I'm thinking you may find loose connectors as you disconnect and re-seat them. Especially those large 8 or so pin power supply connections. It's very possible one of those is loose and causing intermittent problems. Most definitely check and clean those contacts first. It may be the very heart and soul of your problem. Poor power connections cause all kinds of problems.

That's a head full huh. Good luck and go easy, one step at a time. Don't loose your cool, somethings gotta give.

Almost forgot to ask, was the hard drive you got brand new? 13 minutes for a full scan could be normal if the drive has a lot on it. But if you bought a used one, it may have been someone elses junk.

Also you need to monitor the power supplies with software under heavy use and make sure the mother board is properly powered. A slight under voltage to the micro or memory can cause problems. Do that first, I think we missed that software step even though it is hardware power your observing. There are lots of voltage monitors, I have an Asus mother board and it has it own software for that. Not sure what yours has, but definately monitor your voltages before doing a visual check. You may have power supply issues.
 
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amjedfiras

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Jun 11, 2018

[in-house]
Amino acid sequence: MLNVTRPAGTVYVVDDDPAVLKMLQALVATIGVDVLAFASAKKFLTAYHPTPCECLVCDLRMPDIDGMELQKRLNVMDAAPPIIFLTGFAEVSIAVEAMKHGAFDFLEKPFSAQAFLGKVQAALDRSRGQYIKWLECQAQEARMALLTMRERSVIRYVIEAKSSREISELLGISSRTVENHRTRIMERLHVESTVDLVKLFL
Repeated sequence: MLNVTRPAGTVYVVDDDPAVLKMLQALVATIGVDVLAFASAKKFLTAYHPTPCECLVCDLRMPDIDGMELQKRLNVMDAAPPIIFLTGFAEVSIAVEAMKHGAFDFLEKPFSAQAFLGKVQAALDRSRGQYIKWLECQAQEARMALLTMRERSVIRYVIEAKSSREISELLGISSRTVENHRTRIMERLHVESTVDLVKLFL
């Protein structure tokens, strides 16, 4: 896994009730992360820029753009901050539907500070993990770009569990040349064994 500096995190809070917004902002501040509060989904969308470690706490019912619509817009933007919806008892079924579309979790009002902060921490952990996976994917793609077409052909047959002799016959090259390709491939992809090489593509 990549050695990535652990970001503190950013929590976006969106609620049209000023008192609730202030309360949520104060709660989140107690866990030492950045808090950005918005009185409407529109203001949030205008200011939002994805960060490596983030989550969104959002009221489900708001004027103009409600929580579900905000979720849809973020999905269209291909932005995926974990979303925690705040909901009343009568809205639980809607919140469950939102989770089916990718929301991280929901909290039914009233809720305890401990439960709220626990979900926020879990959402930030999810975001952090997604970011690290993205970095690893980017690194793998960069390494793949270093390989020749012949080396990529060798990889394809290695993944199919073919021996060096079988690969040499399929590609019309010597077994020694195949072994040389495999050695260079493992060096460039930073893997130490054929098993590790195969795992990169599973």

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When this kind of stuff happens it can get to the point of wanting to swap things. But since all you did was bang the desktop and it was originally working fine, I would suspect one of two things. I'd ask myself, did I crack a circuit board and did I really need to replace my hard drive. I'm hoping you have your old drive as you might put it back in and see if the computer still acts the same way. Also, think hardware and forget about software for a bit. Let's take a flash light and a magnifier and examine the circuit boards carefully. Especially around any area where two heavy items interface. Be careful in there, turn off the power, unplug the computer and hold in the power button 10 seconds to facilitate capacitor discharge. Also beware there can easily be high voltage stored in the capacitors inside of the power supply protective case even with the power off and it's unplugged. Don't touch those parts without using a non conductive tool. When you look around always keep one hand on the computers metal to prevent static. Also get some cardboard to set the computer on. It helps to wipe it with a damp cloth first just to get some moisture in the cardboard. It's an old anti static thing. Your probably going to have to pull the cards out to examine it. So get plenty of cardboard to lay your cards on. Pull the panels so you can really see that mother board on either side. Look around the heat sink area because it's pretty heavy with the fan on it. Hopefully the heat sink area where the screws are didn't crack the circuit board. Same goes for heavy graphic cards and so on. Also examine the capacitors on the mother board. The larger ones are vented and if they have problems they can swell on the top. Old boards subjected to a lot of heat can dry out the electrolyte inside the caps and cause unstable computers but you can't see that. But look carefully for any signs of discoloration. This is common when a hot running part is right next to it. You may see this more inside of your power supply than the computer itself. However given the timing and all was fine before you jarred it, it's probably cracked or has a loose connection somewhere. It doesn't necessarily mean a circuit board has physically cracked but a heavy or hot running part with a prior partial solder joint may have broken apart. This is the most likely problem, so lightly touch each large part and gently move it around. Most parts should not budge but if something does where it is soldered this may be the cause of your intermittent problem. It doesn't take much to move a leg that is suppose to be soldered. Most likely you won't find anything as most modern boards solder things well but its still worth looking. You may have a dirty circuit board and want to clean it. This is where it gets tricky, you have to use Anti Static ESD Brushes that don't build up static and don't even think about using the vacuum cleaner.